How do you teach a child about disaster? How do you explain that people have lost their toys and their clothes, that their cars and their houses are damaged, possibly beyond repair? How do you make a child understand that these things are scary and dangerous, but they’re also part of how the world works?
This year has been exhausting, with one disaster happening after another. Inevitably, classes get canceled, work gets canceled, emergency supply runs and relief efforts have to be implemented. We always do our best to turn them into learning opportunities for Lucas.
In April of last year, there was an earthquake that shook Metro Manila and the nearby provinces. I was just wrapping up a shoot at Conrad Hotel, and getting ready to go to City of Dreams for another shoot. Suddenly I felt dizzy, and I saw the wooden art installation hanging from the ceiling was shaking.
For me the most terrifying thing about this earthquake was that our family members were so far apart from each other. I was in Pasay. Oneal was in his office in Paranaque. Lucas was at daycare in Makati. My mother was in Quezon City. My brother was in Pasig. For a week afterwards, I felt such anxiety, and to help me calm down, Oneal and I discussed plans for such emergencies. Lucas seemed okay, but we made sure to explain to him how earthquakes happen, and what to do in case it happens again.
In January of this year, Taal Volcano started spewing ash. I had to monitor the news, check the numbers of evacuations and damage, assess what kind of response the nearby municipalities would need. As we watched the news and saw the people, animals, cars and homes covered in ash, we explained to Lucas how volcanoes work, how the ash was carried by the wind into the sky and across the city, and why he needed to wear a mask. We had to explain why the sky was so dark, why we had to keep the windows and doors closed, and why he couldn’t play outside.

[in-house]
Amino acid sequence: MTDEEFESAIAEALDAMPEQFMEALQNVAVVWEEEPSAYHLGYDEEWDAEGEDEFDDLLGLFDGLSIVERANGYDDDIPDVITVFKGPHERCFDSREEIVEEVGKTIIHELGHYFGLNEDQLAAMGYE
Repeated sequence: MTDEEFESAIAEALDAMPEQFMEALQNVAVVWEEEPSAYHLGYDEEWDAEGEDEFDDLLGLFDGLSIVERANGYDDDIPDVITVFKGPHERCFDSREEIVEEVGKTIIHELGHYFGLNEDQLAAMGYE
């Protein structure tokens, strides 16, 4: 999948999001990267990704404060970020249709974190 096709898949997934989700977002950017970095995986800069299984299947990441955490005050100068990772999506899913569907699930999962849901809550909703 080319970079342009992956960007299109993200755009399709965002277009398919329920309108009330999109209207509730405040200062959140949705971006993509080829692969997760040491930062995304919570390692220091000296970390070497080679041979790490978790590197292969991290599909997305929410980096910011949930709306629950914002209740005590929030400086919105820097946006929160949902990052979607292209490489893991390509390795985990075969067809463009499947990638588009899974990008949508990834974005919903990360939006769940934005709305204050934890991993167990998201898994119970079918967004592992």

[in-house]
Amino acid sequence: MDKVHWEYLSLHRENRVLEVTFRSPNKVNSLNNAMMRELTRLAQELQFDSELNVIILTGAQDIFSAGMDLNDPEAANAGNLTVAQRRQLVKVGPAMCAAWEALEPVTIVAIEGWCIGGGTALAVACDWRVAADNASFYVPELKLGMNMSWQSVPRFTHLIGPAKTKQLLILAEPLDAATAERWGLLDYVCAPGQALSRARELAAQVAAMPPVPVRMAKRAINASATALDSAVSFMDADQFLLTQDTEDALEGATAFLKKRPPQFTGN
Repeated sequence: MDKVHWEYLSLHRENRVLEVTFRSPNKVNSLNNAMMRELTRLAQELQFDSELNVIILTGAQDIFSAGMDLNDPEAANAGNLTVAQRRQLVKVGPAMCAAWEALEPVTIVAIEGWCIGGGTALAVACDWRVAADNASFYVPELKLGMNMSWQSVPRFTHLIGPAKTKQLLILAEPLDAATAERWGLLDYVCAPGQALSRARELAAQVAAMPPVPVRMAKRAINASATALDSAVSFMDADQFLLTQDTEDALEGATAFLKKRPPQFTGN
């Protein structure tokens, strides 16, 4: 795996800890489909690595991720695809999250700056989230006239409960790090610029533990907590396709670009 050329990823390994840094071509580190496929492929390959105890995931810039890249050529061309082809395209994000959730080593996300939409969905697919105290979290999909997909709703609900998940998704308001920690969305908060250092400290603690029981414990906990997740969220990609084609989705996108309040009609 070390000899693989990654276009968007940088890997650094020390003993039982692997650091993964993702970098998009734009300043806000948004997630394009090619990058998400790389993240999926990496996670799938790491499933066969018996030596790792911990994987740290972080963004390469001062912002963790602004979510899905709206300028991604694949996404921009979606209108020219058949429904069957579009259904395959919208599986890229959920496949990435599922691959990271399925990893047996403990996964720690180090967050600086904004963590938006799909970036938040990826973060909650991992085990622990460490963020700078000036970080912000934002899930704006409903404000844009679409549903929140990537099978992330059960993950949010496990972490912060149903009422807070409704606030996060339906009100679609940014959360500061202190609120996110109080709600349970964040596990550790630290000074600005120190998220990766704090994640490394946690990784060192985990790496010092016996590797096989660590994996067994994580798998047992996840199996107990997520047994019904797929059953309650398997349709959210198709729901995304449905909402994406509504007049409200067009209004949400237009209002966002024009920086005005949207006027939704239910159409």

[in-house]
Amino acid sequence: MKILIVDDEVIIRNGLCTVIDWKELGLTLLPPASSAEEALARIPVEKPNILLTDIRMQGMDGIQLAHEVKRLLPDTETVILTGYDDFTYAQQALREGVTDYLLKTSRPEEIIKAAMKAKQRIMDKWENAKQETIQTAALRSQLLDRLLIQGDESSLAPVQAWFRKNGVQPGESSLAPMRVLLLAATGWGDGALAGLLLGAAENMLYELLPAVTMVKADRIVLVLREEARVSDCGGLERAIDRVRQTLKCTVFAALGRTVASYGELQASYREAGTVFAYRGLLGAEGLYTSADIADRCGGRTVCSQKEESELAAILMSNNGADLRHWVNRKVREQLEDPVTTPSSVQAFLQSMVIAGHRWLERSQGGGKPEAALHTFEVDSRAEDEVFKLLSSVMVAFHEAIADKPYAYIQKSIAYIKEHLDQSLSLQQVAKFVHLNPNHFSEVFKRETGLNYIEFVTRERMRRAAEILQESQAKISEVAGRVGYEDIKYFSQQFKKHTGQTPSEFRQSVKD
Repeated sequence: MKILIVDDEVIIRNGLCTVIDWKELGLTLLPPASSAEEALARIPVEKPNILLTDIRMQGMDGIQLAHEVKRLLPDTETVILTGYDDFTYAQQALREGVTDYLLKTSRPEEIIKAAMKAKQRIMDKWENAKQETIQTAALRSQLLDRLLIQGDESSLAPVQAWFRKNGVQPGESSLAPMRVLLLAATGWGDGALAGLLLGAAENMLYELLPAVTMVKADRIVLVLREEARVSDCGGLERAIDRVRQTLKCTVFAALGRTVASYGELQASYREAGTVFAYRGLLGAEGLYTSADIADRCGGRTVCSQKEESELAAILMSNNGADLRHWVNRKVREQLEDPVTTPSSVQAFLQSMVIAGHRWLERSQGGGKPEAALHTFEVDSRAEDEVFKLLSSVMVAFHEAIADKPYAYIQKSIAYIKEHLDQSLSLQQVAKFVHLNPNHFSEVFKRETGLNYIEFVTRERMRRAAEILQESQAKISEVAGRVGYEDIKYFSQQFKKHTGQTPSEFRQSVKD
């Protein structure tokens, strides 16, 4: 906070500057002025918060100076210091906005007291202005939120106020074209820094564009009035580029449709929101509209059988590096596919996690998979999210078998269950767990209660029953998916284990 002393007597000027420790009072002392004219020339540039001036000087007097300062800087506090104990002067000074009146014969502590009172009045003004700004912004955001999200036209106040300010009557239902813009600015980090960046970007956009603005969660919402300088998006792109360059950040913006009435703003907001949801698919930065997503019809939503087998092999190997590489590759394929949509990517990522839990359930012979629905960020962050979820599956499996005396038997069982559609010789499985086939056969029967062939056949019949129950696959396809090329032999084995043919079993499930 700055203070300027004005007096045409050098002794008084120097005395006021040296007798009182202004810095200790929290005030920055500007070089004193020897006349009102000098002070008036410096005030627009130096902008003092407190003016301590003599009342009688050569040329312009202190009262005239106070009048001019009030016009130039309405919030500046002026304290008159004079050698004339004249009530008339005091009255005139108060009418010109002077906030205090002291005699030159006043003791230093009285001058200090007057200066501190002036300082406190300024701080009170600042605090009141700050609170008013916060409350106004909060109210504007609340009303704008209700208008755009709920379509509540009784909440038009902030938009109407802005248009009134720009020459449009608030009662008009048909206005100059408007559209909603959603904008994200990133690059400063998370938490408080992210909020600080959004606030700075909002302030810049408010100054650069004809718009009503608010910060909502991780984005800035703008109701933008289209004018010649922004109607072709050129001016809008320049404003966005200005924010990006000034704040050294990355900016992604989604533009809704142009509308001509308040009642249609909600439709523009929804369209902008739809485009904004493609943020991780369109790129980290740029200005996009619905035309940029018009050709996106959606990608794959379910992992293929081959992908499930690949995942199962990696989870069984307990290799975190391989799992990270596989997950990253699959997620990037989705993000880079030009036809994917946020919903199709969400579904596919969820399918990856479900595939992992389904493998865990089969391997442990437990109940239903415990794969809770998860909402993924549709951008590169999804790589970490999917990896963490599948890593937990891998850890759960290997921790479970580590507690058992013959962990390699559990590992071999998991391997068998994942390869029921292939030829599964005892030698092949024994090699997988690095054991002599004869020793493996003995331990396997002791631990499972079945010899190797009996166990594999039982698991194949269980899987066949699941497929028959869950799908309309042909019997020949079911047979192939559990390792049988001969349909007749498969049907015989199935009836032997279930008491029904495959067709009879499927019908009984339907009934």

In March, just as he was supposed to start classes at a new daycare, the lockdown happened, and suddenly we all had to stay home. We had to tell him that he couldn’t go to school, but that he would still see his teacher and his new classmates through video calls on the laptop. We had to explain to him that everyone had to stay home, because outside, many people were sick, and if we went out, we could get sick too. We told him that he had to wear a mask, and always wash his hands, so that he wouldn’t get sick. He got used to masks and face shields, and the fact that we had to sanitize everything as soon as we got home, and that we had to shower right away if we came from outside.
Just this month, as the storms ripped roofs off houses and floods submerged the city, Lucas lay in his crib, asking me about the howling winds and the various things rattling and flying outside the house. “There’s a really big storm, Lucas,” I told him, even as I tried to keep the anxiety from creeping into my voice. “It’s raining really really hard, and the wind is very very strong.”
“Can I play outside even if it’s raining?” he asked hopefully.
“No, darling, it’s not safe. It’s very wet and slippery, and you might fall and get hurt.”
Over the next few days, as news came in of rain and floods, of evacuations and missing persons, of impassable roads, of the loss of electricity and communication lines, we were in distress over our own family, over their safety, over the damage to their homes and belongings. One Friday night we decided to bring emergency supplies ourselves. My brother and I pulled on boots and strapped headlamps to our heads, supplies packed on our backs, and we trudged through the mud of Marikina to bring supplies to our relatives. We had to explain to Lucas that he and Daddy and Loola (his grandmother) had to stay in the car, that Nunu (my brother) and I were going to walk in the mud, and we had to check if it was safe.